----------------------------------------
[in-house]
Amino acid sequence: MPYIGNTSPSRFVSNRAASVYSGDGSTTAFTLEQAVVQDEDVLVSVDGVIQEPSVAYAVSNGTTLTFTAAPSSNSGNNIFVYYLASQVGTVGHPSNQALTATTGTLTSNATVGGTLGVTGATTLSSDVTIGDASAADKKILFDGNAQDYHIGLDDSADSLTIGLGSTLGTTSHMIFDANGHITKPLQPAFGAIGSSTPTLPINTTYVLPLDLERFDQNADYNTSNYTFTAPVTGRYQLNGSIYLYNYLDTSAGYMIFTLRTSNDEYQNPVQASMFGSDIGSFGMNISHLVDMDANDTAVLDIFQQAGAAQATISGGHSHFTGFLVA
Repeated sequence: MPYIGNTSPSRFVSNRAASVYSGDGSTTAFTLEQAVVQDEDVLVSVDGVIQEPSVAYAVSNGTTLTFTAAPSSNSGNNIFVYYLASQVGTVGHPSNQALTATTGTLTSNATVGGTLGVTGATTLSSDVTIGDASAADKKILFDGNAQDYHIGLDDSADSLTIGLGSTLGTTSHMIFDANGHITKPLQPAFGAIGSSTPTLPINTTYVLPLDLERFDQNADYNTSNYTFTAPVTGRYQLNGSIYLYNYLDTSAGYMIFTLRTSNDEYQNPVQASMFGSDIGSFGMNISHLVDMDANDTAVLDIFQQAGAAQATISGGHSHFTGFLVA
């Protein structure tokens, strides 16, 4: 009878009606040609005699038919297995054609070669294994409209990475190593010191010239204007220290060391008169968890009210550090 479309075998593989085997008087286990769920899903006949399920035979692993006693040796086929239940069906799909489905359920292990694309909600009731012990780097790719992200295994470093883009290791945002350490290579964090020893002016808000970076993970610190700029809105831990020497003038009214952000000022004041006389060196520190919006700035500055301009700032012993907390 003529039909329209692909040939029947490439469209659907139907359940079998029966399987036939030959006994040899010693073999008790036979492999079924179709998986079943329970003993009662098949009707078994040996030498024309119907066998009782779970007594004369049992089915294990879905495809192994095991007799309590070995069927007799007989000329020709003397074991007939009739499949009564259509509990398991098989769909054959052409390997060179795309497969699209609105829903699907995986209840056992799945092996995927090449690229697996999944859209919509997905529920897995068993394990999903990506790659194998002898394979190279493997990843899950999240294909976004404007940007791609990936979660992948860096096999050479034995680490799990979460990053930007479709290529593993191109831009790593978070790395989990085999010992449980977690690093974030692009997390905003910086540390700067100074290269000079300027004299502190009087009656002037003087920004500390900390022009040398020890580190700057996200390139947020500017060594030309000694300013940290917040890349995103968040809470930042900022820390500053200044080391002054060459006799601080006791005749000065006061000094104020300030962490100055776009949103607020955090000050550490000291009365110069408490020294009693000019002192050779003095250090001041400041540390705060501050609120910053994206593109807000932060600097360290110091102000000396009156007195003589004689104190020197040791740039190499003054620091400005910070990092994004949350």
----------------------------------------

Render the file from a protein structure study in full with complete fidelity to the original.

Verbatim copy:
[in-house]
Amino acid sequence: MPYIGNTSPSRFVSNRAASVYSGDGSTTAFTLEQAVVQDEDVLVSVDGVIQEPSVAYAVSNGTTLTFTAAPSSNSGNNIFVYYLASQVGTVGHPSNQALTATTGTLTSNATVGGTLGVTGATTLSSDVTIGDASAADKKILFDGNAQDYHIGLDDSADSLTIGLGSTLGTTSHMIFDANGHITKPLQPAFGAIGSSTPTLPINTTYVLPLDLERFDQNADYNTSNYTFTAPVTGRYQLNGSIYLYNYLDTSAGYMIFTLRTSNDEYQNPVQASMFGSDIGSFGMNISHLVDMDANDTAVLDIFQQAGAAQATISGGHSHFTGFLVA
Repeated sequence: MPYIGNTSPSRFVSNRAASVYSGDGSTTAFTLEQAVVQDEDVLVSVDGVIQEPSVAYAVSNGTTLTFTAAPSSNSGNNIFVYYLASQVGTVGHPSNQALTATTGTLTSNATVGGTLGVTGATTLSSDVTIGDASAADKKILFDGNAQDYHIGLDDSADSLTIGLGSTLGTTSHMIFDANGHITKPLQPAFGAIGSSTPTLPINTTYVLPLDLERFDQNADYNTSNYTFTAPVTGRYQLNGSIYLYNYLDTSAGYMIFTLRTSNDEYQNPVQASMFGSDIGSFGMNISHLVDMDANDTAVLDIFQQAGAAQATISGGHSHFTGFLVA
């Protein structure tokens, strides 16, 4: 009878009606040609005699038919297995054609070669294994409209990475190593010191010239204007220290060391008169968890009210550090 479309075998593989085997008087286990769920899903006949399920035979692993006693040796086929239940069906799909489905359920292990694309909600009731012990780097790719992200295994470093883009290791945002350490290579964090020893002016808000970076993970610190700029809105831990020497003038009214952000000022004041006389060196520190919006700035500055301009700032012993907390 003529039909329209692909040939029947490439469209659907139907359940079998029966399987036939030959006994040899010693073999008790036979492999079924179709998986079943329970003993009662098949009707078994040996030498024309119907066998009782779970007594004369049992089915294990879905495809192994095991007799309590070995069927007799007989000329020709003397074991007939009739499949009564259509509990398991098989769909054959052409390997060179795309497969699209609105829903699907995986209840056992799945092996995927090449690229697996999944859209919509997905529920897995068993394990999903990506790659194998002898394979190279493997990843899950999240294909976004404007940007791609990936979660992948860096096999050479034995680490799990979460990053930007479709290529593993191109831009790593978070790395989990085999010992449980977690690093974030692009997390905003910086540390700067100074290269000079300027004299502190009087009656002037003087920004500390900390022009040398020890580190700057996200390139947020500017060594030309000694300013940290917040890349995103968040809470930042900022820390500053200044080391002054060459006799601080006791005749000065006061000094104020300030962490100055776009949103607020955090000050550490000291009365110069408490020294009693000019002192050779003095250090001041400041540390705060501050609120910053994206593109807000932060600097360290110091102000000396009156007195003589004689104190020197040791740039190499003054620091400005910070990092994004949350």